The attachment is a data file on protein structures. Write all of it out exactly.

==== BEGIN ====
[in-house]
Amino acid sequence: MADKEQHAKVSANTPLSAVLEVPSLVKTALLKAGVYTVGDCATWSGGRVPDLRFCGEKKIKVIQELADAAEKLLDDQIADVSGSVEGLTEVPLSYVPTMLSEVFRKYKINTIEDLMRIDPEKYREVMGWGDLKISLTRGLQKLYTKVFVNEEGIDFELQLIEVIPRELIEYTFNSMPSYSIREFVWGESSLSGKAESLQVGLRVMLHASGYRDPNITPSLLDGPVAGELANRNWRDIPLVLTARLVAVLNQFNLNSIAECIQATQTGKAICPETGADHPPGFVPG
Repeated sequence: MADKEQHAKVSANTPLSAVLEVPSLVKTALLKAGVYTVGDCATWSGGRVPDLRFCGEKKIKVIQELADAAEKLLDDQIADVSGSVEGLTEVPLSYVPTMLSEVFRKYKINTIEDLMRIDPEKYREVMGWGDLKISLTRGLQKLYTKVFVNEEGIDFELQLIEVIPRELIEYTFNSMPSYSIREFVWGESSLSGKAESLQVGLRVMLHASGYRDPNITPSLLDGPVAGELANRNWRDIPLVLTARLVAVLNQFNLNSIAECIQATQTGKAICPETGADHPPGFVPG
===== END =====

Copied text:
[in-house]
Amino acid sequence: MADKEQHAKVSANTPLSAVLEVPSLVKTALLKAGVYTVGDCATWSGGRVPDLRFCGEKKIKVIQELADAAEKLLDDQIADVSGSVEGLTEVPLSYVPTMLSEVFRKYKINTIEDLMRIDPEKYREVMGWGDLKISLTRGLQKLYTKVFVNEEGIDFELQLIEVIPRELIEYTFNSMPSYSIREFVWGESSLSGKAESLQVGLRVMLHASGYRDPNITPSLLDGPVAGELANRNWRDIPLVLTARLVAVLNQFNLNSIAECIQATQTGKAICPETGADHPPGFVPG
Repeated sequence: MADKEQHAKVSANTPLSAVLEVPSLVKTALLKAGVYTVGDCATWSGGRVPDLRFCGEKKIKVIQELADAAEKLLDDQIADVSGSVEGLTEVPLSYVPTMLSEVFRKYKINTIEDLMRIDPEKYREVMGWGDLKISLTRGLQKLYTKVFVNEEGIDFELQLIEVIPRELIEYTFNSMPSYSIREFVWGESSLSGKAESLQVGLRVMLHASGYRDPNITPSLLDGPVAGELANRNWRDIPLVLTARLVAVLNQFNLNSIAECIQATQTGKAICPETGADHPPGFVPG